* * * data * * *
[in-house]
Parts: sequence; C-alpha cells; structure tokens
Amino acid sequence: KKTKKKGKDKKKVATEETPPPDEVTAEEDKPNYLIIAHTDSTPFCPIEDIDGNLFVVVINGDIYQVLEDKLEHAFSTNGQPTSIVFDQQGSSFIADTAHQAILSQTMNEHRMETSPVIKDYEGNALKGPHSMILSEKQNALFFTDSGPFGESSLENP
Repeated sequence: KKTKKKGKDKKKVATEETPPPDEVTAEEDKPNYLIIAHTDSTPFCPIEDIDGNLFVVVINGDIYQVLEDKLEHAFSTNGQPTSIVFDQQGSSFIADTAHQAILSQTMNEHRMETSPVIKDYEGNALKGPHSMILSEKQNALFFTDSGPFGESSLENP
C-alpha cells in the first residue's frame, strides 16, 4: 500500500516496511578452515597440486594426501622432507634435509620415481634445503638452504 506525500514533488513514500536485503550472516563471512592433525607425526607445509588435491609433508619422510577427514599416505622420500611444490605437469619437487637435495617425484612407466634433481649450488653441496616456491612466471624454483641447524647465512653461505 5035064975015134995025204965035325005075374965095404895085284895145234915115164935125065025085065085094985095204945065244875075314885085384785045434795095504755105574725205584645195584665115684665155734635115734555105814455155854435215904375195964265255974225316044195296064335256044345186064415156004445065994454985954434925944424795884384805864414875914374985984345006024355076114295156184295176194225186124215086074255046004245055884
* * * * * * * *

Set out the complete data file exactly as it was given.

[in-house]
Parts: sequence; C-alpha cells; structure tokens
Amino acid sequence: KKTKKKGKDKKKVATEETPPPDEVTAEEDKPNYLIIAHTDSTPFCPIEDIDGNLFVVVINGDIYQVLEDKLEHAFSTNGQPTSIVFDQQGSSFIADTAHQAILSQTMNEHRMETSPVIKDYEGNALKGPHSMILSEKQNALFFTDSGPFGESSLENP
Repeated sequence: KKTKKKGKDKKKVATEETPPPDEVTAEEDKPNYLIIAHTDSTPFCPIEDIDGNLFVVVINGDIYQVLEDKLEHAFSTNGQPTSIVFDQQGSSFIADTAHQAILSQTMNEHRMETSPVIKDYEGNALKGPHSMILSEKQNALFFTDSGPFGESSLENP
C-alpha cells in the first residue's frame, strides 16, 4: 500500500516496511578452515597440486594426501622432507634435509620415481634445503638452504 506525500514533488513514500536485503550472516563471512592433525607425526607445509588435491609433508619422510577427514599416505622420500611444490605437469619437487637435495617425484612407466634433481649450488653441496616456491612466471624454483641447524647465512653461505 5035064975015134995025204965035325005075374965095404895085284895145234915115164935125065025085065085094985095204945065244875075314885085384785045434795095504755105574725205584645195584665115684665155734635115734555105814455155854435215904375195964265255974225316044195296064335256044345186064415156004445065994454985954434925944424795884384805864414875914374985984345006024355076114295156184295176194225186124215086074255046004245055884